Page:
Toomelah community: The facts
May 11, 2012
CLAIM: Some media have reported that the NSW Aboriginal Land Council would like to"shut Toomelah down".
FACT: The NSW Aboriginal Land Council has been working to ensure that the residents of Toomelah receive the same basic services as all other NSW residents.
In particular, NSWALC has been working intensively with TLALC for several years to rebuild governance structures in the community, so that Toomelah residents can solve their own problems, as opposed to government solutions being imposed on the community.
CLAIM: The Toomelah community was told they either accept the appointment of a "mission manager", or their homes will be bulldozed and they will be relocated.
FACT: NSWALC was not present, nor invited to, a meeting held with Toomelah residents and government officials.
However, the NSW Aboriginal Land Council, under no circumstances, supports an 'intervention' at Toomelah, or any other Aboriginal community.
NSWALC supports the strengthening of local decision making to allow Aboriginal people to govern their own future.
Any suggestion to the contrary is false.
CLAIM: The NSW Government is working in "cahoots" with NSWALC to shut Toomelah down.
FACT: The NSW Aboriginal Land Council has a productive working relationship with the NSW Government, however, NSWALC under no circumstances would support an 'intervention' into Toomelah, and has had no such discussions with the NSW Government, or the federal government.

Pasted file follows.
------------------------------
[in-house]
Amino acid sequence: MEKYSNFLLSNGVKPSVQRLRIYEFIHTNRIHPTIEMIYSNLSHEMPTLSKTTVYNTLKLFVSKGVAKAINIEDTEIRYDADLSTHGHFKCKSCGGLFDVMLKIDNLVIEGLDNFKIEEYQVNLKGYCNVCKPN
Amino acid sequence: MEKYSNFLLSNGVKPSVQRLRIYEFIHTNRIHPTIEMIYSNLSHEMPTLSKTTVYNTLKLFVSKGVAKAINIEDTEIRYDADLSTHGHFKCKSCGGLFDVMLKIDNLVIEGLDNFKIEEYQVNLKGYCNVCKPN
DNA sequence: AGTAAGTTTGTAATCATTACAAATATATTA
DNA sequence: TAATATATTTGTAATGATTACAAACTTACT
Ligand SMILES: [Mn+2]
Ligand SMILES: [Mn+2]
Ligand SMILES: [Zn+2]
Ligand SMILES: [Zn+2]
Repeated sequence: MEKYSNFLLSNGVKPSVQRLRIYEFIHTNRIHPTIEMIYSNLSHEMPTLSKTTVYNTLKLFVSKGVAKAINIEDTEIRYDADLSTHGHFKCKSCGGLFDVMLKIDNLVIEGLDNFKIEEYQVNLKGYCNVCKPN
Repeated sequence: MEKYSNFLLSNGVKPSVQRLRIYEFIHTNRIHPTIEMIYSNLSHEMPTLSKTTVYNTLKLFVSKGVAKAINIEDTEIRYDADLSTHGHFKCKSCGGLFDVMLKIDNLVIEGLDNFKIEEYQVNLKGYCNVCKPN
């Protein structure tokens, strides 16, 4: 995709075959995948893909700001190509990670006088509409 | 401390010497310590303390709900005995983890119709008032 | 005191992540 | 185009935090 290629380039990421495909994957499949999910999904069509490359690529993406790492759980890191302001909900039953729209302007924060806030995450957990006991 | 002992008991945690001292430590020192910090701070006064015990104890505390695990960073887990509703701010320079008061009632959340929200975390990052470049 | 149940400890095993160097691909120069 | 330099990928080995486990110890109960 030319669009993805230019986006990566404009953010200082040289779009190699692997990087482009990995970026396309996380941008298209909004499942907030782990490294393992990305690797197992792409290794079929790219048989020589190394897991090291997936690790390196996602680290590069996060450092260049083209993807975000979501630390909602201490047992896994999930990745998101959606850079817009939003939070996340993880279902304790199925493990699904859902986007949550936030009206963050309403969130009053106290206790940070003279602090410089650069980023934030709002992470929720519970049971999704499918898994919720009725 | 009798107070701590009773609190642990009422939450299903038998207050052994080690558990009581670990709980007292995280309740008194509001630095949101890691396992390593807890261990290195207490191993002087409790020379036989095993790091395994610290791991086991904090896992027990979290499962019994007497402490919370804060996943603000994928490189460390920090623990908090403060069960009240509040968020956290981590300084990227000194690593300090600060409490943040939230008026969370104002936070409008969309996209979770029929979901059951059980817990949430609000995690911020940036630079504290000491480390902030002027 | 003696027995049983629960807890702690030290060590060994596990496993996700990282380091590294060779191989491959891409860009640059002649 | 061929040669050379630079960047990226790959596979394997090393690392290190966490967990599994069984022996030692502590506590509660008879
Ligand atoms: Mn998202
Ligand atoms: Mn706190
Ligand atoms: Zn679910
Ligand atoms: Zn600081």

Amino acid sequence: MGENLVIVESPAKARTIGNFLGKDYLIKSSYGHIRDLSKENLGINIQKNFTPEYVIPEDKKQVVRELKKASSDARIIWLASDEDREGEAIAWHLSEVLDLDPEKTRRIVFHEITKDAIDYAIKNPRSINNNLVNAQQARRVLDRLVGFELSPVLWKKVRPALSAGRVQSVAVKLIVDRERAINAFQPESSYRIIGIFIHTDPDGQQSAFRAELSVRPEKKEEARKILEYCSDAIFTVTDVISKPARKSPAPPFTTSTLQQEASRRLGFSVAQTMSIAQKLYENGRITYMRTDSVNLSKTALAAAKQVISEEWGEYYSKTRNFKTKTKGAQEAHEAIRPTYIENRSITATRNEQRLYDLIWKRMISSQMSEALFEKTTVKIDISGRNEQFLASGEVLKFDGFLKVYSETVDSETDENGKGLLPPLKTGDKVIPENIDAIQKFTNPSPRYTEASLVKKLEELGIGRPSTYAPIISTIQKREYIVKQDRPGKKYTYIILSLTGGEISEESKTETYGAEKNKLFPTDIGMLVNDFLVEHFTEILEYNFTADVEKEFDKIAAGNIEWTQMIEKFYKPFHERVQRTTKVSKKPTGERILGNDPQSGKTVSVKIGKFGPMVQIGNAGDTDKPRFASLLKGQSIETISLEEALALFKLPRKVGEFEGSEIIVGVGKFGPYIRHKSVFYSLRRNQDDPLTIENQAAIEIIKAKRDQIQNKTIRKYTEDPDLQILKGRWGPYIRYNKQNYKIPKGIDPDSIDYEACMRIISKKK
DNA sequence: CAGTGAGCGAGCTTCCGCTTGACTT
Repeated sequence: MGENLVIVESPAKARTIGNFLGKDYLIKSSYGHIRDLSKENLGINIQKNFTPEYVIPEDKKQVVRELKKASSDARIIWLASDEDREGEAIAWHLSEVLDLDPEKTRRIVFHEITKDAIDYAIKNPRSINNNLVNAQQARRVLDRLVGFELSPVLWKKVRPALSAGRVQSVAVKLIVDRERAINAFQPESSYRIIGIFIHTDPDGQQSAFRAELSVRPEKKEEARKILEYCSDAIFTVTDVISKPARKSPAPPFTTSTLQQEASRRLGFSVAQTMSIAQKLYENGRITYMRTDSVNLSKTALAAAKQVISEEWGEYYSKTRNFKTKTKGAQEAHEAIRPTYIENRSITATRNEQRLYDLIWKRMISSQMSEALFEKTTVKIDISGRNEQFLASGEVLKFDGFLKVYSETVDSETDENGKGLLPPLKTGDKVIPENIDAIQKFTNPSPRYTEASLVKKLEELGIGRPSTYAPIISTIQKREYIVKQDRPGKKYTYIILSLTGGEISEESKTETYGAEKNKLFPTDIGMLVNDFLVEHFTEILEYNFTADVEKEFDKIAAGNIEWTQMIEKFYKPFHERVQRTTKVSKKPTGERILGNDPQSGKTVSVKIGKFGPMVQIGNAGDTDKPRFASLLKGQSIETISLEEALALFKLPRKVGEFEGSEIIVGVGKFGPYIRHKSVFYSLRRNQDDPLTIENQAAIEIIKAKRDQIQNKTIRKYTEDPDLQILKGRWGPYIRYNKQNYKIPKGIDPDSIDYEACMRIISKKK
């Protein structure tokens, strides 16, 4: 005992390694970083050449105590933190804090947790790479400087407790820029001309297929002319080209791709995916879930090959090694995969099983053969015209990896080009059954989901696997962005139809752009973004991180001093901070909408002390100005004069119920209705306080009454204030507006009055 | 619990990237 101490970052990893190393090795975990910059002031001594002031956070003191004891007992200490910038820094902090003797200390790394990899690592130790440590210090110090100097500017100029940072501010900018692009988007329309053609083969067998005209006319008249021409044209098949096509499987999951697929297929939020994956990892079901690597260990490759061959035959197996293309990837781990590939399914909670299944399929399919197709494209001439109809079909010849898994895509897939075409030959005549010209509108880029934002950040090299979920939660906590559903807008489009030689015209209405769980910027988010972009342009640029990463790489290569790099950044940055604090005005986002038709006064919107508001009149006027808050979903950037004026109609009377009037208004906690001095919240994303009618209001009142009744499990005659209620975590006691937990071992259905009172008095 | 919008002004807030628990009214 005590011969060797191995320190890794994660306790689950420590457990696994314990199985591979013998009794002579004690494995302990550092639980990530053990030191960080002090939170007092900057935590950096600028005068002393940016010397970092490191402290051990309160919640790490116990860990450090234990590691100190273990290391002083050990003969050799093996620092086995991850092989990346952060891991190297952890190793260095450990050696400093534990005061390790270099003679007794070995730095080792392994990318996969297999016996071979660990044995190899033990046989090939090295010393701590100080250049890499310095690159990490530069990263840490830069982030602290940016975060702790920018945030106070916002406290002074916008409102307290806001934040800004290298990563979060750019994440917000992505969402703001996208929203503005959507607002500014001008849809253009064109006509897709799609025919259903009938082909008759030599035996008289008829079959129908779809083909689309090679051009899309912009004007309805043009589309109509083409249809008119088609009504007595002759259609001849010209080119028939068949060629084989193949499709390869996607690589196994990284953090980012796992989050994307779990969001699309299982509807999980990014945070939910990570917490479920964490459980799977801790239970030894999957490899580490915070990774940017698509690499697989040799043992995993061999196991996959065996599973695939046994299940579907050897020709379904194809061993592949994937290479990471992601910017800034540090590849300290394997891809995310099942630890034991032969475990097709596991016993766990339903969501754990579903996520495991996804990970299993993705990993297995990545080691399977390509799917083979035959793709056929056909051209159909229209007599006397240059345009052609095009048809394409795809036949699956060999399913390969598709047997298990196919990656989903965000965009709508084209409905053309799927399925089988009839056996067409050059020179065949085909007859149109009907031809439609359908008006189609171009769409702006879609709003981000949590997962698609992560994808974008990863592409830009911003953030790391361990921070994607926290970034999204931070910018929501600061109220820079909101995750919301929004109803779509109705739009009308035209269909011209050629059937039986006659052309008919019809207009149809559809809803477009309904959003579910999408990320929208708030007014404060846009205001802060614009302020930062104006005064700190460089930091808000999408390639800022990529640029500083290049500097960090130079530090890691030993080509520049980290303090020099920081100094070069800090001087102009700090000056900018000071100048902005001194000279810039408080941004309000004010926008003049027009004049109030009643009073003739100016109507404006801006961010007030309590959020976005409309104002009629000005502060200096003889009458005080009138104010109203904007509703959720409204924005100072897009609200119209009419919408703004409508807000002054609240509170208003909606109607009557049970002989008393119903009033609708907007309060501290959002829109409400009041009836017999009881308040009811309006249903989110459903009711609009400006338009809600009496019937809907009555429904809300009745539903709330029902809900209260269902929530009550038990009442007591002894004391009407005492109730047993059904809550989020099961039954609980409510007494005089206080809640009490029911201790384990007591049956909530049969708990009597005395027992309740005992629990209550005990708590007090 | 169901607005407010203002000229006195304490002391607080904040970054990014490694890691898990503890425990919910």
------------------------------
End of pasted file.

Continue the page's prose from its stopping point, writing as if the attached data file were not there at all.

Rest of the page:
If either level of government is seriously considering this style of approach, as reported by some media, then they need to come clean with Aboriginal people and admit it.
Any attempt by government to seize control of Aboriginal communities will be vigorously opposed by the NSW Aboriginal Land Council.
NSWALC believes that Aboriginal people must control Aboriginal solutions. The best way to achieve this is at a local level.
CLAIM: The NSW Aboriginal Land Council should be doing more to fix up houses in Toomelah.
FACT: The NSW Aboriginal Land Council is not responsible for housing in Toomelah.
Toomelah Local Aboriginal Land Council - like all LALCs - is an autonomous body. It is elected by its members, and controlled by its members. NSWALC's role is to ensure that members' decisions do not breach the NSW Aboriginal Land Rights Act.
In relation to housing, Toomelah LALC decided to manage its own community housing, a decision that NSWALC respected given the autonomy of the LALC.
But it's worth noting, Toomelah LALC, like many land councils around the state, inherited housing of extremely poor quality from the NSW Government. Toomelah LALC has been suffering the affects of that poor quality housing ever since, with particular problems related to a large backlog of maintenance.
NSWALC, on the request of Toomelah LALC, has begun working with the community to find solutions to these problems.
CLAIM: The NSW Aboriginal Land Council is sitting on huge "buckets of money" and doing nothing to help Aboriginal people.